As the population of Polk County continues to grow, Central Florida Health Care is growing with it — with plans to continue well into next year.

The non-profit health care organization started in Frostproof in 1972, providing medical services in a clinic staffed with a doctor and a nurse to the agricultural community in rural southeast Polk County. Within a decade, it moved further south to Highlands and Hardee counties. Now, it operates 14 sites in the three-county region.

“Central Florida Health Care (CFHC) is an essential health care provider in our community,” said Deric Feacher, city manager of Haines City, where CFHC opened a clinic in 2017.  “This organization provides a service the residents of our community need to receive quality health care. We as a city will continue to support their efforts to expand so our residents will have access to health services they would not be able to afford if they were not operating in Haines City.”

“CFHC is committed to our community partnerships and strenghtening those relationships to ensure a health community and reducing health disparities,” said Ann Claussen, CFHC’s Chief Executive Officer, “and will continue to ensure that the organziation provides health care with a heart.”

CFHC provides services beyond basic care, including dental, obstetrics and gynecology, pediatrics, optometry, behavioral health and pharmaceutical. Its 450 doctors, nurses, pharmacists, dentists and technicians care for underserved and vulnerable populations.

More people ages 18 to 64 are insured in Polk County than the state average, but they have difficulty accessing care because of a shortage of primary care doctors. Polk County has 51 such doctors per 100,000 residents compared with an average of 80 in Florida and 88 in the nation.

CFHC is helping address some of those needs. It has partnered with Winter Haven Hospital, which provides medical residencies to students at Florida State University’s College of Medicine. That program will start in July 2020. A year later, CFHC will start a dental residency program, all designed to provide low-cost care.

“Polk County has multiple organizations expanding service line opportunities and they are recruiting physicians from all over the nation,” said Holly Vida, CFHC’s director of marketing and community relations. “The key is that Polk is on the cusp of being an amazing health hub due to its proximity to both Tampa and Orlando. Our location to neighboring metropolitan areas makes us unique and easily accessible.”

A 13-member board of directors provides guidance to the provider, which cared for more than 55,000 patients in 2019 in the three counties. Its doctors have privileges at Winter Haven Hospital, Lakeland Regional Health Medical Center and AdventHealth Sebring. It receives funding from patients who pay on a sliding scale, local sources, reimbursement from insurance companies and the Health Resources and Services Administration.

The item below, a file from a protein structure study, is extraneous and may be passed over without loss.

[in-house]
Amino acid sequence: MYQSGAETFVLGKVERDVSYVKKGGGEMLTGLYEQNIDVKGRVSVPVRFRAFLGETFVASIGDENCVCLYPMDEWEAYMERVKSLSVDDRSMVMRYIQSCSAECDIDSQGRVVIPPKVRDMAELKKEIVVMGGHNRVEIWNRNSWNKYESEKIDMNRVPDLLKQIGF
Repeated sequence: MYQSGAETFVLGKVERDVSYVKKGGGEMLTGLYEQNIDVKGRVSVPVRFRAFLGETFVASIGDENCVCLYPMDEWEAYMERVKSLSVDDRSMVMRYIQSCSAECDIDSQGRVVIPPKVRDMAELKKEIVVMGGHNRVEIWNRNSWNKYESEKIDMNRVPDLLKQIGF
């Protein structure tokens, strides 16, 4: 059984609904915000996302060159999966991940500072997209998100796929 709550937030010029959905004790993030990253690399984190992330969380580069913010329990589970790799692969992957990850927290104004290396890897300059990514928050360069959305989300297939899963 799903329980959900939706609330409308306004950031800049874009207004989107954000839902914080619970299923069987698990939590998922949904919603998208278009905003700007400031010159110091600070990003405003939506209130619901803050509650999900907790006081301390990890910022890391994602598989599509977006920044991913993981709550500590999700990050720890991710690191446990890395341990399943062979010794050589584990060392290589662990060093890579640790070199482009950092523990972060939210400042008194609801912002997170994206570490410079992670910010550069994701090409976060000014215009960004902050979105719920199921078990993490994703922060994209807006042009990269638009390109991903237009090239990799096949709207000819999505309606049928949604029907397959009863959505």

“We are dedicated to identifying grants and funding opportunities that will support our current endeavors as well as assist us in expanding our services so we can continue to meet the needs of our community,” Vida said.

A Research Hub

Vida said Polk County could become a medical research hub. The infrastructure — five hospitals owned by three independent, not-for-profit organizations and two more facilities in the works — already exists to support multiple research opportunities. In addition, the Central Florida Innovation District along Interstate 4 near Florida Polytechnic University is a key component to increasing opportunities in the area.

“[There is a] robust group of well-organized primary care organizations that could easily be tapped into for research purposes as well,” Vida said. “Bringing health-care centered research would provide an eye to increasing high-paying jobs in the area as well.”

The Future

As the only Federal Qualified Health Center in Polk County, CFHC will continue to focus on being a patient-centered medical home for all patients, Vida said. That’s one reason it recently added one mobile unit to provide primary care services to people who may not have transportation to get to a clinic and another to provide behavioral health care.

Future expansion will continue to focus on accommodating the needs of residents who need help. The CFHC will use an updated community health needs assessment as a guide for future investments. That document aligns community thoughts on what’s available now with what’s needed.

Vida said several community leaders have asked CFHC to consider their area for the next primary care expansion. Expanding in the areas of greatest need with the least number of available physicians for the underinsured and indigent populations would be their first consideration.

Along those lines, the dental residency program scheduled to begin in July 2021 should increase the number of dentists available.

And in times of need, “CFHC will continue to make sure we are agile and have the flexibility to respond to disasters like we are currently facing” with the coronavirus, Vida said.

For additional information about Central Florida Health Care or how to become a partner with the Central Florida Development Council, please contact Lindsay Zimmerman at lindsay@cfdc.org.